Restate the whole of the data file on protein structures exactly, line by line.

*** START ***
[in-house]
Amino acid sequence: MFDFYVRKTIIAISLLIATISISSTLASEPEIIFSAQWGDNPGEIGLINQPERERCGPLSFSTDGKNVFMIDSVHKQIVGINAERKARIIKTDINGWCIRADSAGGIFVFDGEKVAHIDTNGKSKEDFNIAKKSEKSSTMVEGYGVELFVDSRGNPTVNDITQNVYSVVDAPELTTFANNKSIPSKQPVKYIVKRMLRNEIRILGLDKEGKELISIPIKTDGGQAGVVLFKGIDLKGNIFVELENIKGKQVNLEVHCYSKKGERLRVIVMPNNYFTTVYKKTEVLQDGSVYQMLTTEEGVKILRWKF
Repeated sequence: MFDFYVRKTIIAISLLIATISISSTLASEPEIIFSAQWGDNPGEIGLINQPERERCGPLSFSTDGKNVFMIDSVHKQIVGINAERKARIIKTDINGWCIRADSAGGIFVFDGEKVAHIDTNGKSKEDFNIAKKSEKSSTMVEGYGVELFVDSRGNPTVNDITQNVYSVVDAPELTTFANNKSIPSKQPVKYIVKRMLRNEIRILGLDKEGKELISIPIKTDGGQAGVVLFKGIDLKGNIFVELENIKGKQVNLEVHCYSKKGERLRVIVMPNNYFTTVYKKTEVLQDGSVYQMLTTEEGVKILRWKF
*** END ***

[in-house]
Amino acid sequence: MFDFYVRKTIIAISLLIATISISSTLASEPEIIFSAQWGDNPGEIGLINQPERERCGPLSFSTDGKNVFMIDSVHKQIVGINAERKARIIKTDINGWCIRADSAGGIFVFDGEKVAHIDTNGKSKEDFNIAKKSEKSSTMVEGYGVELFVDSRGNPTVNDITQNVYSVVDAPELTTFANNKSIPSKQPVKYIVKRMLRNEIRILGLDKEGKELISIPIKTDGGQAGVVLFKGIDLKGNIFVELENIKGKQVNLEVHCYSKKGERLRVIVMPNNYFTTVYKKTEVLQDGSVYQMLTTEEGVKILRWKF
Repeated sequence: MFDFYVRKTIIAISLLIATISISSTLASEPEIIFSAQWGDNPGEIGLINQPERERCGPLSFSTDGKNVFMIDSVHKQIVGINAERKARIIKTDINGWCIRADSAGGIFVFDGEKVAHIDTNGKSKEDFNIAKKSEKSSTMVEGYGVELFVDSRGNPTVNDITQNVYSVVDAPELTTFANNKSIPSKQPVKYIVKRMLRNEIRILGLDKEGKELISIPIKTDGGQAGVVLFKGIDLKGNIFVELENIKGKQVNLEVHCYSKKGERLRVIVMPNNYFTTVYKKTEVLQDGSVYQMLTTEEGVKILRWKF